In fact, now that all these promotional mail was hidden away, you didn’t mind getting more of that. And when more social networks and advertisers started approaching you, you didn’t mind. It was easy to ignore them. And once in a while you would click through, resulting in a payment somewhere, which made sense to the advertisers.

The new Inbox that google has pioneered in the last one month, though, has changed all that. Now, while there are several more tags which are automatically added to mails and they don’t hit your inbox directly (“updates”, “finance” and “forums” are examples), these tags are now treated no differently from the “social” or “promotions” tags.

Also, the way the mails under these tags are shown is interesting. Every time there is at least one unread mail under a tag, the tag shows up near the top of your inbox. And when you click on it, all “undone” mails under that tag are shown. So if there was a promo which I simply ignored and clicked “done” on the tag (rather than on the promo mail itself) it would show up again the next time something landed in the tag. And that is an irritant.

To put it differently, when a promo or social mail lands in my inbox, I now have this compulsion to open it and mark it as “done”. And over the last few days I’ve found myself doing this way too many times.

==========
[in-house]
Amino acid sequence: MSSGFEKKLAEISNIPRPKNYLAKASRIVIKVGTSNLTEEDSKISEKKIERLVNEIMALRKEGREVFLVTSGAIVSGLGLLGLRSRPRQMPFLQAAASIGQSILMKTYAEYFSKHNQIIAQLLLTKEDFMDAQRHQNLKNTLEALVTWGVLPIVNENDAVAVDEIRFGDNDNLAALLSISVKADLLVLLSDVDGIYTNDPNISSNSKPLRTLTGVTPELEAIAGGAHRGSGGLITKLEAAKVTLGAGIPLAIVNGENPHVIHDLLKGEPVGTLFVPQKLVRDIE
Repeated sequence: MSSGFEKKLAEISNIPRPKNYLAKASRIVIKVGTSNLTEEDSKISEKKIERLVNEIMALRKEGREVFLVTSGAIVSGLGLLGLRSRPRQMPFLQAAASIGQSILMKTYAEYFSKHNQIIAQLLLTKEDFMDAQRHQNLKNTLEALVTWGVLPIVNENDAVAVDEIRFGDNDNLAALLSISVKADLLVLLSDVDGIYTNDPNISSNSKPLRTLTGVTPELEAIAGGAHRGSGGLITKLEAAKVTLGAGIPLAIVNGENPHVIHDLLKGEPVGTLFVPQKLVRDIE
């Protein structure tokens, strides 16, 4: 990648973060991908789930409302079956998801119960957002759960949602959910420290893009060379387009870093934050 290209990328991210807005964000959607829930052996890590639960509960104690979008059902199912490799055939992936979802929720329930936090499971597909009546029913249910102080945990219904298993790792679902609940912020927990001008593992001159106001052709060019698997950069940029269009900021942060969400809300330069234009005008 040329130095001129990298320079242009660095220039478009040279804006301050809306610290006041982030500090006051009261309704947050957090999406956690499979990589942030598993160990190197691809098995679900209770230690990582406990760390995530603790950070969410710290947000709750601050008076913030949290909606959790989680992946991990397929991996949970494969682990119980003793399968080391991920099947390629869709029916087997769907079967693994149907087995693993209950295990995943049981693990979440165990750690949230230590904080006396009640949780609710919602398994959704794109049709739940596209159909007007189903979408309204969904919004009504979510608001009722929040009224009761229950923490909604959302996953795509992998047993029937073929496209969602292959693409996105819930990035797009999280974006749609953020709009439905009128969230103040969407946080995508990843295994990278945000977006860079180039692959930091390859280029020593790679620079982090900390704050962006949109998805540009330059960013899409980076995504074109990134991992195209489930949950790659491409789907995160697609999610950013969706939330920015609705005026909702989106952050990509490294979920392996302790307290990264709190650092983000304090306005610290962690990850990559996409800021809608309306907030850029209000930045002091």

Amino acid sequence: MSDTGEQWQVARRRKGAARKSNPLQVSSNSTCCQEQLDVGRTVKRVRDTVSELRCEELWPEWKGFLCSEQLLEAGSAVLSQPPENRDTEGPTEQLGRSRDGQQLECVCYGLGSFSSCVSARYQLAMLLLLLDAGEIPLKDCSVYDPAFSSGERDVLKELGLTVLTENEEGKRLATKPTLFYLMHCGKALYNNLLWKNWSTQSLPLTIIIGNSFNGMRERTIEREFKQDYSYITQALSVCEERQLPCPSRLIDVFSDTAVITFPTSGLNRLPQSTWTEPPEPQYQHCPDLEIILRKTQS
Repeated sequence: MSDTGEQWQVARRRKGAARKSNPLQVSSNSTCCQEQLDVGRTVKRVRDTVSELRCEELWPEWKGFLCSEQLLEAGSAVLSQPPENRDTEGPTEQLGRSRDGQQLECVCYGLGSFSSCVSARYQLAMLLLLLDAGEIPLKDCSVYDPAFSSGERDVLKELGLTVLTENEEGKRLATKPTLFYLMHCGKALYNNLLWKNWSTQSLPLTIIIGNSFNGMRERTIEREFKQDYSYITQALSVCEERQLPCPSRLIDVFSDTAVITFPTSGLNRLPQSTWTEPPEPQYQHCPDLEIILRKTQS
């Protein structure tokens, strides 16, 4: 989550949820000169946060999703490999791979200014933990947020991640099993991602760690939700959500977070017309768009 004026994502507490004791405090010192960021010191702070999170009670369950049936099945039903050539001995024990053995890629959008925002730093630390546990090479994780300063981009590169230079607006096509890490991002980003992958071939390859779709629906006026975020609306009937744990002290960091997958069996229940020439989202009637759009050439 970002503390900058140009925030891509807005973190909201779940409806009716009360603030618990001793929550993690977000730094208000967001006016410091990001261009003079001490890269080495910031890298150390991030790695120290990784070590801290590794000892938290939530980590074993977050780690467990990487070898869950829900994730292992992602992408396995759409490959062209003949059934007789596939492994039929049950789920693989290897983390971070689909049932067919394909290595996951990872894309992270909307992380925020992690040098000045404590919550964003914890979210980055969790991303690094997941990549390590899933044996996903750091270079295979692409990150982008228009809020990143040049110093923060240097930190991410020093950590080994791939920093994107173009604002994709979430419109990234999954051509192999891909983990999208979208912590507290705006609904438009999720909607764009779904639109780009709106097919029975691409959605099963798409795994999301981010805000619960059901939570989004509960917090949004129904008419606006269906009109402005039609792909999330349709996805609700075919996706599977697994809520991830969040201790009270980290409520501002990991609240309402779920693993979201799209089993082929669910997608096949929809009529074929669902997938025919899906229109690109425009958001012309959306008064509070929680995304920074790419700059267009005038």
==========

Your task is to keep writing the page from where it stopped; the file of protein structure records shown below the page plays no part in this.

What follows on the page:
As a consequence I’m now making a conscious effort to track down and unsubscribe from any unsolicited mails I was getting. LinkedIn sends me a daily digest of some groups. I’ve unsubscribed from all of them. Amazon and Flipkart used to hit me often with promotions. That has stopped. Livejournal birthday reminders are gone, too. Over the last few days, I’ve been hunting down the “unsubscribe” button on all promotional mail and actively unsubscribing from unsolicited mail.

I’m now going to extend from my one data point and assume that others are behaving similarly. Based on this, I think GMail’s tabbed inbox format was great for promoters – by keeping the promos away in one tab, it meant people didn’t mind getting those, and they would click through once in a while.